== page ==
Pig on the grill
This little piggy went to nirvana.

Perhaps you’re already the acknowledged grill master of your subdivision. From Memorial Day until Labor Day, your backyard is the place to gather for tender smoked meats and perfectly charred steaks and burgers. Your secret barbecue sauce is the envy of the neighborhood. (We won’t tell anyone that you’re really pouring KC Masterpiece into a Mason jar.) Cows tremble in your presence.

So what’s left for you to tackle, BBQ King? How about cooking a whole hog on your own grill? Don’t shrink in fear at the prospect. It can be a lot easier than you imagine, and you don’t necessarily need to invite an entire high-school football team to your house to finish off a whole hog. Pigs come in all sizes, so the commitment of time and effort can be minimized while still ensuring a delicious platter of roasted pork for your party guests.

Cajuns call it cochon de lait, literally French for “pig in milk,” or what we would call a suckling pig. Or, if you want to get technical about it, it’s probably a piglet, but fans of the Winnie the Pooh series probably won’t cotton to that reference. However you refer to it, a pig that weighs less than 20 pounds dressed is probably well within your capabilities as a backyard chef, and it will fit comfortably on most larger grills, such as a Primo or a Big Green Egg.

Related: Harold Dieterle Bought A Big Green Egg

At this year’s Atlanta Food and Wine Festival, Jeremiah Bacon of the Macintosh and Oak Steakhouse in Charleston, Steve McHugh of San Antonio’s Cured and Austin-based food author Georgia Pellegrini conducted a popular seminar on exactly this topic, titled Whole Hog on the Grill. In less than an hour, the talented trio led the assembled crowd through the process of tackling a small whole hog and still managed to save enough time to feed samples to each attendee.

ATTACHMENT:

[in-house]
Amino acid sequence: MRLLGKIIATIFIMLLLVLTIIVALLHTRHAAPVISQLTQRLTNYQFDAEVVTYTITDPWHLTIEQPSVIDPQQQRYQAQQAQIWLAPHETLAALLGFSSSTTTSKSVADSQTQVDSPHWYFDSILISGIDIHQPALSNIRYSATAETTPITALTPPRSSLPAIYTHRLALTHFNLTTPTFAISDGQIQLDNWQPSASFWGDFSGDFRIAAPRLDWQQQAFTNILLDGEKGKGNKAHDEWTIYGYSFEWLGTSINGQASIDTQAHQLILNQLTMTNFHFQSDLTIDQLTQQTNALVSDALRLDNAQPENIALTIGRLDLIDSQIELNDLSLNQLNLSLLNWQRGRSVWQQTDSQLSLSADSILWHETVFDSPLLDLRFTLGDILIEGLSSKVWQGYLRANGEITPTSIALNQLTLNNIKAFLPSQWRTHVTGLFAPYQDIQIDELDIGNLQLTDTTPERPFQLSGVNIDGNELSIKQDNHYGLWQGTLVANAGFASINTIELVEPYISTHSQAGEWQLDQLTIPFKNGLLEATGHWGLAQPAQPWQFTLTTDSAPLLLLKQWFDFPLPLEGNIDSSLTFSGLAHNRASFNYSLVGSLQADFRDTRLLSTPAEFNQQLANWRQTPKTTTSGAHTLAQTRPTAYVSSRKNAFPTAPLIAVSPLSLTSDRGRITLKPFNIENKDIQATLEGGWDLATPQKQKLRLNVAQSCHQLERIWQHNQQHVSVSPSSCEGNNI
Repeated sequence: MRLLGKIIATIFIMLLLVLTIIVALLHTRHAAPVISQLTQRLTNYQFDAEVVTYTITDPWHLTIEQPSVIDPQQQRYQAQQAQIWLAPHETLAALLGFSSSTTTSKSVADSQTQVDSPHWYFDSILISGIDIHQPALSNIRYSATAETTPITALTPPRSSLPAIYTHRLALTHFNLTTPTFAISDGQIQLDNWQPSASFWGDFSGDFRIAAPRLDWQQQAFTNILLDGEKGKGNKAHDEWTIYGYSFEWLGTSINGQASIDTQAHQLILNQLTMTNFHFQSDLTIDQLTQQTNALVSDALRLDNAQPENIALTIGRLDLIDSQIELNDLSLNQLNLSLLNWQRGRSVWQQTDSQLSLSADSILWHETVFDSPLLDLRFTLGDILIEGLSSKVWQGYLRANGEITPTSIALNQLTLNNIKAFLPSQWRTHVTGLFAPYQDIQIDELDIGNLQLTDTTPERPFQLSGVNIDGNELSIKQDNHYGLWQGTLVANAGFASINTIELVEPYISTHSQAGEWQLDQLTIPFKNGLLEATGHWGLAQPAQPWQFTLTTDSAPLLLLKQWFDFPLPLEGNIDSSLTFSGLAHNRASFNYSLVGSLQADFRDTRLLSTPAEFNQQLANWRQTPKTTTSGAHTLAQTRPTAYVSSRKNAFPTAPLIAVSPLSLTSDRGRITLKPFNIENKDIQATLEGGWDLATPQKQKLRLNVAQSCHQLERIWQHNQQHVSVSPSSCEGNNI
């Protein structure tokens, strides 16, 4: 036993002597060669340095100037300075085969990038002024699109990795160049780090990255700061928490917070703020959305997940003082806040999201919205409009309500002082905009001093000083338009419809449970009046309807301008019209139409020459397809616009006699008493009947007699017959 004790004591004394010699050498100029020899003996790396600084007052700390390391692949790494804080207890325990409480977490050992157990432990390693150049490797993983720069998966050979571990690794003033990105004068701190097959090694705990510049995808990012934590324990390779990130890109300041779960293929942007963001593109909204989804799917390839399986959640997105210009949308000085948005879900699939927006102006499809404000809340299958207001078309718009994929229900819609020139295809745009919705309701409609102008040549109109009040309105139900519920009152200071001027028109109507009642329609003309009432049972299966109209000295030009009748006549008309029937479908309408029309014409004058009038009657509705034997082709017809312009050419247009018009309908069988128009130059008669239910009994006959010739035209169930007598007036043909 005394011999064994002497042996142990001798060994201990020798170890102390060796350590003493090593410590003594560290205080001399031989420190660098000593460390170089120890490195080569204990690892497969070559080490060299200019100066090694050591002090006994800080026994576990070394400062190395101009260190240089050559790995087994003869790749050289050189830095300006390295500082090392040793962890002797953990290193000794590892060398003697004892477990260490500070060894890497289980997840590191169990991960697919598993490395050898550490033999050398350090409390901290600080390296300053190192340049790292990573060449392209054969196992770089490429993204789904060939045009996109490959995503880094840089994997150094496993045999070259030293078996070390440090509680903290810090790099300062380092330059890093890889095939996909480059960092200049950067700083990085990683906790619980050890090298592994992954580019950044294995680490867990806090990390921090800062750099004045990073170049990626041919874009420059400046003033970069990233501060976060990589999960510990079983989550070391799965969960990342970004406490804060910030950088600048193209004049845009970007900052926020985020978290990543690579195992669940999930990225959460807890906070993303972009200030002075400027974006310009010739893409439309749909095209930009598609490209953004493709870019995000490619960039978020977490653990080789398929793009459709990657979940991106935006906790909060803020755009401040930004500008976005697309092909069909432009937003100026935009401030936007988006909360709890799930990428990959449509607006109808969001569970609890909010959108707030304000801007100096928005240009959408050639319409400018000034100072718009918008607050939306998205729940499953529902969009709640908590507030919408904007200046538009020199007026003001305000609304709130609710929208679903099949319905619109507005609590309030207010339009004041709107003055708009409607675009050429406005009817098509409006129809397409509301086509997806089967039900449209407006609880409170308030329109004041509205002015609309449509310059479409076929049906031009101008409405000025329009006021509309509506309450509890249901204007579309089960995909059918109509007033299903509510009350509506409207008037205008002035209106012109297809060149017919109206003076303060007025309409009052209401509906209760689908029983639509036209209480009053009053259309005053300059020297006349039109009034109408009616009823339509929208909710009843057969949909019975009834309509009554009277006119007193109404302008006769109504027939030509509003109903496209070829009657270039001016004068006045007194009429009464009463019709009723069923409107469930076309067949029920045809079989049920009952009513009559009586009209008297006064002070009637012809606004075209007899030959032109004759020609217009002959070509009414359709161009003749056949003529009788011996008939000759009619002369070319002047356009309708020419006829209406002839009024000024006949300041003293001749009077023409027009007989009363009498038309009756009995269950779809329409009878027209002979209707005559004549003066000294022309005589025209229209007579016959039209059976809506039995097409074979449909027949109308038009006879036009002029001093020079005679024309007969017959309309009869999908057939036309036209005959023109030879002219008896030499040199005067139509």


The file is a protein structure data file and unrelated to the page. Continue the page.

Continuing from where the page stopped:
English author Tom Rea has also written a how-to guide, How to Roast a Pigthat will lead you through the steps of roasting pork, either in parts or in toto. Between this book and the knowledge bombs dropped at the Atlanta festival, there’s no reason why you shouldn’t attempt the task. Allow me to summarize the process for you.

Step 1: Procure your pig.

Hopefully, you’re already friends with your local butcher. If not, cozy up to one and ask him to order you a dressed whole suckling pig, ideally in the 17-to-20-pound range. According to Rea’s guide, plan for about two pounds per person for a dressed hog, which should result in about a half pound per diner after deboning, cooking and serving. That guideline doesn’t include the weight of the pig’s head, which you can order removed if you don’t like your food to stare back at you. But then you’d be missing out on the delicious jowl meat, a morsel that should be reserved for the cook and his closest friends.

Step 2: Prepare your pig.

If that butcher is a pal, you can ask him to shave your pig for you. If not, you really need to take a cheap disposable razor to remove any hairs from the skin. It’s not like they’ll hurt you, but nobody wants bristle in their cracklin’. Throw the razor away or put it in your guest bathroom to chase off relatives who have outstayed their welcome.